Computer technicians face a busy day either cleaning up after the "LovSan" or "blaster" worm that invaded tens of thousands of computers this week, or they'll be upgrading software security.
One security expert warns of 70 new computer threats every week, making it a full-time job to keep virus guards and firewalls up to date.
The latest Internet attack on Microsoft operating systems by rogue software affected computers worldwide Tuesday, though a fix had been available for nearly a month.
The virus-like worm snarled corporate networks with an inundation of data packets and frustrated home computer users unversed in techie triage.
It forced Maryland's motor vehicle agency to close for the day and kicked Swedish Internet users offline as it spread, the worm triggering Windows computers to shut down and restart.
"It mainly goes after PCs with a full time connection to the Internet. In today's connected world, that's a lot of computers," said CBS News Technology Expert Lary Magid. "Big companies and universities have long had full time connections but so do a growing number of consumers who use a broadband service such as a cable modem or a DSL connection. Dial-up users are less vulnerable but not necessarily completely out of the woods.
"Unlike so-called "e-mail" viruses, you don't have to do anything to be infected. The worm itself probes the Internet, looking for vulnerable computers to attack."
Security experts said the world was lucky this time because LovSan is comparatively mild and doesn't destroy files. They worry that a subsequent attack exploiting the same flaw — one of the most severe to afflict Windows — could be much more damaging.
"We think we're going to be dealing with it for quite some time," said Dan Ingevaldson, engineering manager at Internet Security Systems in Atlanta.
Although LovSan did not appear to do any permanent damage, Ingevaldson said instructions to do just that could easily be written into a worm that propagates in the same way.
On July 16, Microsoft posted on its Web site a free patch that prevents LovSan and similar infections. The underlying flaw affects nearly all versions of the software giant's flagship Windows operating system.
Notwithstanding high-profile alerts issued by Microsoft and the Department of Homeland Security, many businesses did not install the patches and scrambled Tuesday to shore up their computers.
Security experts say patches often stay on "to do" lists until outbreaks occur.
"You're looking at 70 new vulnerabilities every week," said Sharon Ruckman, senior director at the research lab for anti-virus vendor Symantec. "It's more than a full-time job trying to make sure you are up to date."
Microsoft spokesman Sean Sundwall acknowledged that the blame does not really lie with customers.
"Ultimately, it's a flaw in our software," he said.
The latest infection was dubbed "LovSan" because of a love note left on vulnerable computers: "I just want to say LOVE YOU SAN!"
Researchers also discovered another message hidden inside the infection that appeared to taunt Microsoft's chairman: "billy gates why do you make this possible? Stop making money and fix your software!"
Tracing its origins will be difficult because the worm left few clues, said Marc Maiffret, co-founder of eEye Digital Security. The worm appeared based on code released earlier by a Chinese research group that goes by Xfocus, Maiffret said.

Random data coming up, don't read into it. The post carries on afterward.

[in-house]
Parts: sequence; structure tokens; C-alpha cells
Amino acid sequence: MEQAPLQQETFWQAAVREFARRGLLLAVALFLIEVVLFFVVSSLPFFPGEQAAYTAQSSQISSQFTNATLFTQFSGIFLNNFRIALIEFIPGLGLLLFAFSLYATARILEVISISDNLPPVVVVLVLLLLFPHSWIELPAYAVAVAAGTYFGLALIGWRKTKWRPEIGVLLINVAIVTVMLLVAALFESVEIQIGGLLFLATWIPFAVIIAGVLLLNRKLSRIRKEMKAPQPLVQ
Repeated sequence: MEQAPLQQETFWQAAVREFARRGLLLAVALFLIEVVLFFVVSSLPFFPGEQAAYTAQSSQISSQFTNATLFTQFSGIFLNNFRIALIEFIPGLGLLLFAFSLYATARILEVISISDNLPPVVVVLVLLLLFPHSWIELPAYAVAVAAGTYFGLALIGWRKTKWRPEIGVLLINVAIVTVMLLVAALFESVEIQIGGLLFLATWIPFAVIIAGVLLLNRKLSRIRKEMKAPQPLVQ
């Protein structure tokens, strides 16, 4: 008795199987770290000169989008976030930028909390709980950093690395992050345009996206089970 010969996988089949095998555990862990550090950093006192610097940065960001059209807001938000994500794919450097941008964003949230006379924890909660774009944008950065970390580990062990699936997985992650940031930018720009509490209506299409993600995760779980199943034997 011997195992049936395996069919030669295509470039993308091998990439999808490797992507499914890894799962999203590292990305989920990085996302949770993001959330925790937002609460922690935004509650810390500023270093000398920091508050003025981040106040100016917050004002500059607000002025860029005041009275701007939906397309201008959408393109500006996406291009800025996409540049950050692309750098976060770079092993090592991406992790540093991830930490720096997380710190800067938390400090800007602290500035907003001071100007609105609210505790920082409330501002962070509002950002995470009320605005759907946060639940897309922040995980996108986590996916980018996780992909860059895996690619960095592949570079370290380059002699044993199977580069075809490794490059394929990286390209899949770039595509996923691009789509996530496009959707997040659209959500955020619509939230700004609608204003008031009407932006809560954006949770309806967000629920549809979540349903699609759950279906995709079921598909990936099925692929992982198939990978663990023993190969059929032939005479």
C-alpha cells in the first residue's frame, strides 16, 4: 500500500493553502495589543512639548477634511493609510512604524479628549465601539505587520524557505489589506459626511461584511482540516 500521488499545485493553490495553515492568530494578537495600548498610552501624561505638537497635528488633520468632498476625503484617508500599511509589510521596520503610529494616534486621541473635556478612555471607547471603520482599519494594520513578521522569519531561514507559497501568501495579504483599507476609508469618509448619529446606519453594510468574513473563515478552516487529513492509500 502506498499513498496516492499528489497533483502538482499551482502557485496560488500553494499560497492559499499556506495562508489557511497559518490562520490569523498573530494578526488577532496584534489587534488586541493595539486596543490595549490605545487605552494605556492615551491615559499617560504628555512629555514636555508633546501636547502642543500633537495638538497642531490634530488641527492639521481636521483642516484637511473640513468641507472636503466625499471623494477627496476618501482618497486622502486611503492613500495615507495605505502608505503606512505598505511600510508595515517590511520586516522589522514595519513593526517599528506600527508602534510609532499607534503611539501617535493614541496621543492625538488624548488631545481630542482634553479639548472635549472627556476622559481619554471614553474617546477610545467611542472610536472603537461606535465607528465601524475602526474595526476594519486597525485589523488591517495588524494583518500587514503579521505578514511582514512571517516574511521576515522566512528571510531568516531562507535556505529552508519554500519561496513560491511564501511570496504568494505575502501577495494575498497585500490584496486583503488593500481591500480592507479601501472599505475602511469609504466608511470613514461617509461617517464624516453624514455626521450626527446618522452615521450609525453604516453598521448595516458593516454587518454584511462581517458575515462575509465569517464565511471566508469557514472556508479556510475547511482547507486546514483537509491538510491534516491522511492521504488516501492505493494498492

Non-Microsoft systems were not vulnerable, though some may have had trouble connecting with Web sites, e-mail and other servers that run on Windows.
Symantec's probes detected more than 125,000 infected computers worldwide.
The worm exploits a flaw in Windows used to share data files across computer networks. It was first reported in the United States on Monday and spread across the globe as businesses opened Tuesday and workers logged on.
Additional U.S. computers were hit Tuesday, and Maryland's Motor Vehicle Administration shut all its offices at noon.
"There's no telephone service right now. There's no online service right now. There's no kiosk or express office service," spokeswoman Cheron Wicker said. "We are currently working on a fix and expect to be operational again in the morning."
In Sweden, Internet provider TeliaSonera said about 20,000 of its customers were affected after the infection clogged 40 servers handling Internet traffic.
Among companies affected in Germany was automaker BMW, said spokesman Eckhard Vannieck. He said the problems did not affect production.
Symantec, F-Secure and other anti-virus companies have free tools for removing the worm.
All Windows users, whether their computers were infected or not, were encouraged to obtain a fix from Microsoft's Web site. Anti-virus and firewall products should also be updated, security experts say.
Larger companies typically have firewalls that can stem attacks, but once a worm gets inside a firewall, unprotected computers are vulnerable.
Employees connecting from home or taking infected laptops to the office can allow the worm to easily penetrate a company's defenses, said Russ Cooper, a senior researcher at TruSecure.
But to expect home users to keep their systems current is unreasonable, said Bruce Schneier, chief technology officer with Counterpane Internet Security. He blames software developers for writing bad software that constantly needs "critical" patches.
"My mother will never install the patch until I come visit," he said. "I couldn't even call her and walk her through it. The industry is wrong to expect her to do it. The fact that she sends me e-mail is incredible enough."